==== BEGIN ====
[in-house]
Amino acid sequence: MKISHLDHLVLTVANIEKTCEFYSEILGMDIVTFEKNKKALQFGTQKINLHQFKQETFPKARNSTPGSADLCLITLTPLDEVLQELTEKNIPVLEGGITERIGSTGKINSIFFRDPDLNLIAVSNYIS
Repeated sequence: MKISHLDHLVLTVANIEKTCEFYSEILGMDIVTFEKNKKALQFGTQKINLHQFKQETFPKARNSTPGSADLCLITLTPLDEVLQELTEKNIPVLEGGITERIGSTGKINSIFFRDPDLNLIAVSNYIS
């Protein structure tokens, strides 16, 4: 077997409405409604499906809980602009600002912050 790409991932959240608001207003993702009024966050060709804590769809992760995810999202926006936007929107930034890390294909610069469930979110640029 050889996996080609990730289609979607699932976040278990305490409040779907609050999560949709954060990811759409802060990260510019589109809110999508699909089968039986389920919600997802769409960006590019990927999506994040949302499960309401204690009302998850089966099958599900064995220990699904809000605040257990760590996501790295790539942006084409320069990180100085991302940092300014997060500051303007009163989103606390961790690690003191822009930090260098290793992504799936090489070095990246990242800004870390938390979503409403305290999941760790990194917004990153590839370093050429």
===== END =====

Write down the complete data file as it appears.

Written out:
[in-house]
Amino acid sequence: MKISHLDHLVLTVANIEKTCEFYSEILGMDIVTFEKNKKALQFGTQKINLHQFKQETFPKARNSTPGSADLCLITLTPLDEVLQELTEKNIPVLEGGITERIGSTGKINSIFFRDPDLNLIAVSNYIS
Repeated sequence: MKISHLDHLVLTVANIEKTCEFYSEILGMDIVTFEKNKKALQFGTQKINLHQFKQETFPKARNSTPGSADLCLITLTPLDEVLQELTEKNIPVLEGGITERIGSTGKINSIFFRDPDLNLIAVSNYIS
């Protein structure tokens, strides 16, 4: 077997409405409604499906809980602009600002912050 790409991932959240608001207003993702009024966050060709804590769809992760995810999202926006936007929107930034890390294909610069469930979110640029 050889996996080609990730289609979607699932976040278990305490409040779907609050999560949709954060990811759409802060990260510019589109809110999508699909089968039986389920919600997802769409960006590019990927999506994040949302499960309401204690009302998850089966099958599900064995220990699904809000605040257990760590996501790295790539942006084409320069990180100085991302940092300014997060500051303007009163989103606390961790690690003191822009930090260098290793992504799936090489070095990246990242800004870390938390979503409403305290999941760790990194917004990153590839370093050429």